To better understand the role of fathers in child development and the effects of programs targeting fathers and parenting, measures and measurement models capturing relevant elements of father involvement are needed.  CHAS Committee Member and School of Social Service Administration (SSA) Interim Dean, Deborah Gorman-Smith, PhD, and her research team, have sought to better understand the extent and qualities of father involvement among increasingly diverse family configurations and its impact on child development. The nature and quality of father–child interactions has received relatively little attention and has focused on limited aspects of father involvement such as extent of contact and child support..  In addition, many studies have relied only on mothers’ reports of father involvement.  Dr. Gorman-Smith confirmed with this study that when a mother rates her relationship with the father more highly, she expresses more consistency in her ratings his responsibility toward their children, and his engagement with them. Mothers’ reports on relationship quality do not predict differences in ratings of fathers’ accessibility. The results reinforce an important consideration when measuring father involvement: A mother’s perception of the relationship may matter in her assessment of father involvement. Conversely, it is possible that if mothers perceive that fathers are not doing as much with the children, they may hold more negative views of the relationship. Therefore, it is important that future research examine the mother’s expectations for the father’s involvement and whether she perceives low levels of involvement as problematic.  

CHAS Hosts 2nd Health Policy Workshop in Paris, France

The second University of Chicago-Sciences Po Health Policy and Innovation Reform Workshop was held June 14-15, 2018 at the University of Chicago Paris Center.  The workshop series was organized to bring together leading health policy researchers and scholars from the U.S. and France to share their most recent work in a deliberately comparative and collaborative context toward the goal of knowledge growth and policy innovation. Topics addressed in this year’s Workshop included science-based policy innovation and reform; improving access through health insurance innovation; improving access through service innovation; improving quality through prevention; improving quality through social investment; improving quality through regulation. Participants included health policy researchers from French universities and from the University of Chicago.  Chicago faculty included Mark Courtney, Deborah Gorman-Smith, Colleen Grogan, Jeanne C. Marsh, and Harold Pollack.  The Workshop was sponsored by CHAS and the University of Chicago France Center. To view photos from the workshop and find details on participants and their research, please refer to the CHAS website.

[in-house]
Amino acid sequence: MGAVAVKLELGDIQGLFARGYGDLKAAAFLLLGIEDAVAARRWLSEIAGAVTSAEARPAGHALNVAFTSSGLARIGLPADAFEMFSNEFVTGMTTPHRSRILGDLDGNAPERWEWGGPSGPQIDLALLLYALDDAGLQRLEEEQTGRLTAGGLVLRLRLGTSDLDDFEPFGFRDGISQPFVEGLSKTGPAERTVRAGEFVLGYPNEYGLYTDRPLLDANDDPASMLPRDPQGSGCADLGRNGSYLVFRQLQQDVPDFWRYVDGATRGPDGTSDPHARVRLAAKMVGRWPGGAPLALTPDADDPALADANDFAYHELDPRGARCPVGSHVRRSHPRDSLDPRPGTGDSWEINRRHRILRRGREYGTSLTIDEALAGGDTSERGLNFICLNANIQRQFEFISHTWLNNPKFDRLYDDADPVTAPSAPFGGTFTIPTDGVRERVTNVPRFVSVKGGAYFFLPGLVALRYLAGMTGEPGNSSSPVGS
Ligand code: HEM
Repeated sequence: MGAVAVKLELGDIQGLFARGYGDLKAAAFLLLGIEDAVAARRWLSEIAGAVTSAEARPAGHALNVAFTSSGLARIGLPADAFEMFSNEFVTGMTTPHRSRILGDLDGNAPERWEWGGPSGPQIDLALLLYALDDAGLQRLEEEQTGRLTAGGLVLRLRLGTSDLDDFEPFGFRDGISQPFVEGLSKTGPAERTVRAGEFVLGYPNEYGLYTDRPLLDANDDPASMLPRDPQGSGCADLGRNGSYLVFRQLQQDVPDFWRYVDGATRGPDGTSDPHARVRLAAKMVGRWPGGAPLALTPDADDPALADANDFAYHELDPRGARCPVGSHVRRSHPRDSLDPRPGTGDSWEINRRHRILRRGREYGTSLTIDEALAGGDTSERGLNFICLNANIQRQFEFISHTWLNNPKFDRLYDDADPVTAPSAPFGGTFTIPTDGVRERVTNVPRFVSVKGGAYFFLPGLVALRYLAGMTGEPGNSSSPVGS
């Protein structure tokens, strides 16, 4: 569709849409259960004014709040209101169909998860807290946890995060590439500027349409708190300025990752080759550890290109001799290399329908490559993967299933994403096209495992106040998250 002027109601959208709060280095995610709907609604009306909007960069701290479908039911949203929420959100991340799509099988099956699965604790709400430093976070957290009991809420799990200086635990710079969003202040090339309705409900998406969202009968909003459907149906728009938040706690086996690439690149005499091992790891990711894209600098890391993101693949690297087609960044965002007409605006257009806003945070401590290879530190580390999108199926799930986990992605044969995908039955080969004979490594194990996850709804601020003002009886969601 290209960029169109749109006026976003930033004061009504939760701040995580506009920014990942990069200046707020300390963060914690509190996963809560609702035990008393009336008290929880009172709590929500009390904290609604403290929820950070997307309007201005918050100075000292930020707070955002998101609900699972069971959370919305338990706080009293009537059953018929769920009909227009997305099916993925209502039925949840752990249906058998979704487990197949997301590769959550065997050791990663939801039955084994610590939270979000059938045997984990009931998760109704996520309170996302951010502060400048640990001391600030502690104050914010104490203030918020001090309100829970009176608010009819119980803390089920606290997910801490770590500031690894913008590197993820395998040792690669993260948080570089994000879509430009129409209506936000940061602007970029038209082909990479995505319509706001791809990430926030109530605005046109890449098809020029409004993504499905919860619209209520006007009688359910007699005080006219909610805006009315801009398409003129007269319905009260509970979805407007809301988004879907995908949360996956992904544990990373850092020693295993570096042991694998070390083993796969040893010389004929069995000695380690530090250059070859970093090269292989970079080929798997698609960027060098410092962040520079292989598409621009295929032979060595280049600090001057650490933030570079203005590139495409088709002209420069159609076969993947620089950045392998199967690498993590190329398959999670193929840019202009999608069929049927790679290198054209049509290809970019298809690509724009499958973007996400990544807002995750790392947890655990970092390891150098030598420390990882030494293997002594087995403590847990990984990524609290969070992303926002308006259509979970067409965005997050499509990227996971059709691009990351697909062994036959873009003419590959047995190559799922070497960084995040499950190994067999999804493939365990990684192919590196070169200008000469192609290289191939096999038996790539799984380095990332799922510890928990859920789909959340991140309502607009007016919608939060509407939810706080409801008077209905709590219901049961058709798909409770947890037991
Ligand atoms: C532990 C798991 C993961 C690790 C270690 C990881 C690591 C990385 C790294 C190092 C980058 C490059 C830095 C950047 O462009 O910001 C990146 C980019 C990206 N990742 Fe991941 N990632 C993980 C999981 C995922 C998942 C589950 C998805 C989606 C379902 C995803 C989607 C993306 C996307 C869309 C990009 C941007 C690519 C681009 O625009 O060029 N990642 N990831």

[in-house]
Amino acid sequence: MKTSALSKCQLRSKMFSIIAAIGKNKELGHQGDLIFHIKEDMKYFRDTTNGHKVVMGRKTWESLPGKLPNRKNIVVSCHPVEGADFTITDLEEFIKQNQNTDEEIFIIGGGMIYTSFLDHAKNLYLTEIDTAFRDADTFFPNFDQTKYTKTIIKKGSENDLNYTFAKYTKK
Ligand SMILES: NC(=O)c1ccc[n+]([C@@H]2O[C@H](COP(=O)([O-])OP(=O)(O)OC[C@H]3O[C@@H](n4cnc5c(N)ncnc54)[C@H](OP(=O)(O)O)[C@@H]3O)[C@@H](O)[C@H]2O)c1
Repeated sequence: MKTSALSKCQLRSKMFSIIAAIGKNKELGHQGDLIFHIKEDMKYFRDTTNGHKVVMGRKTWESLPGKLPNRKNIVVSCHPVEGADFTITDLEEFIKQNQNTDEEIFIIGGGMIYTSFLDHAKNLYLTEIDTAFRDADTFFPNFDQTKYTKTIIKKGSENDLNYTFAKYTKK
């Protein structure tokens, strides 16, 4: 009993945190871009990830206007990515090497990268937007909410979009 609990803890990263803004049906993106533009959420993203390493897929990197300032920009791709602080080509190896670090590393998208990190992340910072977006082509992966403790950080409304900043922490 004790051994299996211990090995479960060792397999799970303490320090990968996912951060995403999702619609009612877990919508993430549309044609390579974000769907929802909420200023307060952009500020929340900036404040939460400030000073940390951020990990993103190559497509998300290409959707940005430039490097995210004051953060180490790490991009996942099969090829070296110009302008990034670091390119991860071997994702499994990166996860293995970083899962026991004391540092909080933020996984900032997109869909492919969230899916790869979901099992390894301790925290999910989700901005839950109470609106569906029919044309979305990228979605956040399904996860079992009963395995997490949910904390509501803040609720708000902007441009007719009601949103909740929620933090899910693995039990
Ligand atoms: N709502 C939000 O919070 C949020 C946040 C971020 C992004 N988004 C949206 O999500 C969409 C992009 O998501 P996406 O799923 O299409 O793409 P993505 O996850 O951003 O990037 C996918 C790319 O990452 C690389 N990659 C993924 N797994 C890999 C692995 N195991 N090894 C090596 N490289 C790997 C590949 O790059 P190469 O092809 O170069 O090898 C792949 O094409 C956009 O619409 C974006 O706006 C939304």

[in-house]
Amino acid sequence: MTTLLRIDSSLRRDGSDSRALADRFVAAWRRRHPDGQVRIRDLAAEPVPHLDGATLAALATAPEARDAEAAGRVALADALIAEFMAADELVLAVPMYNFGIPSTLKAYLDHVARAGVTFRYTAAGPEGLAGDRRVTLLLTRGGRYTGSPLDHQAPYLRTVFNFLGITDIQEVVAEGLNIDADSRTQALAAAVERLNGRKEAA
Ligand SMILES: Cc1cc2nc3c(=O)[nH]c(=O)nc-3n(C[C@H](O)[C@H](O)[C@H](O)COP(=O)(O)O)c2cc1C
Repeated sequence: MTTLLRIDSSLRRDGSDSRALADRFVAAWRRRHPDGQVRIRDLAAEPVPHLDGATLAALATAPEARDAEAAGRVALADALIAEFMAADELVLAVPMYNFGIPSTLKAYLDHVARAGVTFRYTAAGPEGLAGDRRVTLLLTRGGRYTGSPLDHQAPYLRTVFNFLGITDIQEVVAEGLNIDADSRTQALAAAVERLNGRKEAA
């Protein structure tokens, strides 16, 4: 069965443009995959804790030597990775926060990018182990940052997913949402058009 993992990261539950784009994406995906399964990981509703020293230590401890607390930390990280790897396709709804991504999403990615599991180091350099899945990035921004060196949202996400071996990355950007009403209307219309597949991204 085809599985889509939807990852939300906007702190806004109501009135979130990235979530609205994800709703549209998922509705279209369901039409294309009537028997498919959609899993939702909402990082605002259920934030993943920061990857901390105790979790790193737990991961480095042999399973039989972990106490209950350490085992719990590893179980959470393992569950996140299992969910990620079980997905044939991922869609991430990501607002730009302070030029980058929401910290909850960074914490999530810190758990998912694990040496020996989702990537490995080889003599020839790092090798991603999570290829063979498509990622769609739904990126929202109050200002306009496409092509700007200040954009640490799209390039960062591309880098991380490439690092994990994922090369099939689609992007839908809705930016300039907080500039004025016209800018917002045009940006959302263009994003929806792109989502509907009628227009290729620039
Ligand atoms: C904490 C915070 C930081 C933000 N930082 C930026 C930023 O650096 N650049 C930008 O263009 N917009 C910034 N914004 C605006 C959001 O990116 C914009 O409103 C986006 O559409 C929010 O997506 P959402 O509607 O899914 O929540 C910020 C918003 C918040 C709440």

The Michael M. Davis Lecture Series will resume for Autumn Quarter on October 9, 2018.
APPAM Fall Research Conference
Washington, DC, 2018

American Public Health Association
San Diego, CA
November 10-14, 2018

Association for Research on Nonprofit Organizations and Voluntary Action*
Austin, TX
November 15-17, 2018

Annual Conference on the Science of Dissemination and Implementation in Health
Washington, DC
December 3-5, 2018

SSWR 23rd Annual Conference 
San Francisco, CA 
January 16-20, 2019

Unite for Sight's Global Health & Innovation Conference*
New Haven, CT
April 13-14, 2019

* currently accepting abstracts or applications for involvement